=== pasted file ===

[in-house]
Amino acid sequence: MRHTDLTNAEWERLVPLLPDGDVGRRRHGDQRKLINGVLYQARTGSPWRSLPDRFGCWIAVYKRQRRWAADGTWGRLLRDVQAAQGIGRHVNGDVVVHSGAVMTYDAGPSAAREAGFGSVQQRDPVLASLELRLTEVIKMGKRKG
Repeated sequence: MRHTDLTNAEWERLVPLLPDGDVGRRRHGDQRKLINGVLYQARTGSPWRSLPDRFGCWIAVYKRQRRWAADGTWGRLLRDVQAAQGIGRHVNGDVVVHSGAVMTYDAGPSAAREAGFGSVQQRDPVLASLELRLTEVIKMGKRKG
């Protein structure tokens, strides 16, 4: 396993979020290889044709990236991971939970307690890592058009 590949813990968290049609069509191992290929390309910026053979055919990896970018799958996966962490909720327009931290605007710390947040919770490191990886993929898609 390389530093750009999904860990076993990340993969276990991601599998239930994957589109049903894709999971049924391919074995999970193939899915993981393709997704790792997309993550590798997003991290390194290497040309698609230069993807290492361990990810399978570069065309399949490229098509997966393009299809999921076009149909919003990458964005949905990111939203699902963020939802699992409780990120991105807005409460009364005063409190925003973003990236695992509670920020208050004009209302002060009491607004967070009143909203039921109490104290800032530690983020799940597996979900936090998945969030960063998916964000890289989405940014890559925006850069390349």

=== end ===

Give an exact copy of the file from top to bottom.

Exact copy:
[in-house]
Amino acid sequence: MRHTDLTNAEWERLVPLLPDGDVGRRRHGDQRKLINGVLYQARTGSPWRSLPDRFGCWIAVYKRQRRWAADGTWGRLLRDVQAAQGIGRHVNGDVVVHSGAVMTYDAGPSAAREAGFGSVQQRDPVLASLELRLTEVIKMGKRKG
Repeated sequence: MRHTDLTNAEWERLVPLLPDGDVGRRRHGDQRKLINGVLYQARTGSPWRSLPDRFGCWIAVYKRQRRWAADGTWGRLLRDVQAAQGIGRHVNGDVVVHSGAVMTYDAGPSAAREAGFGSVQQRDPVLASLELRLTEVIKMGKRKG
């Protein structure tokens, strides 16, 4: 396993979020290889044709990236991971939970307690890592058009 590949813990968290049609069509191992290929390309910026053979055919990896970018799958996966962490909720327009931290605007710390947040919770490191990886993929898609 390389530093750009999904860990076993990340993969276990991601599998239930994957589109049903894709999971049924391919074995999970193939899915993981393709997704790792997309993550590798997003991290390194290497040309698609230069993807290492361990990810399978570069065309399949490229098509997966393009299809999921076009149909919003990458964005949905990111939203699902963020939802699992409780990120991105807005409460009364005063409190925003973003990236695992509670920020208050004009209302002060009491607004967070009143909203039921109490104290800032530690983020799940597996979900936090998945969030960063998916964000890289989405940014890559925006850069390349």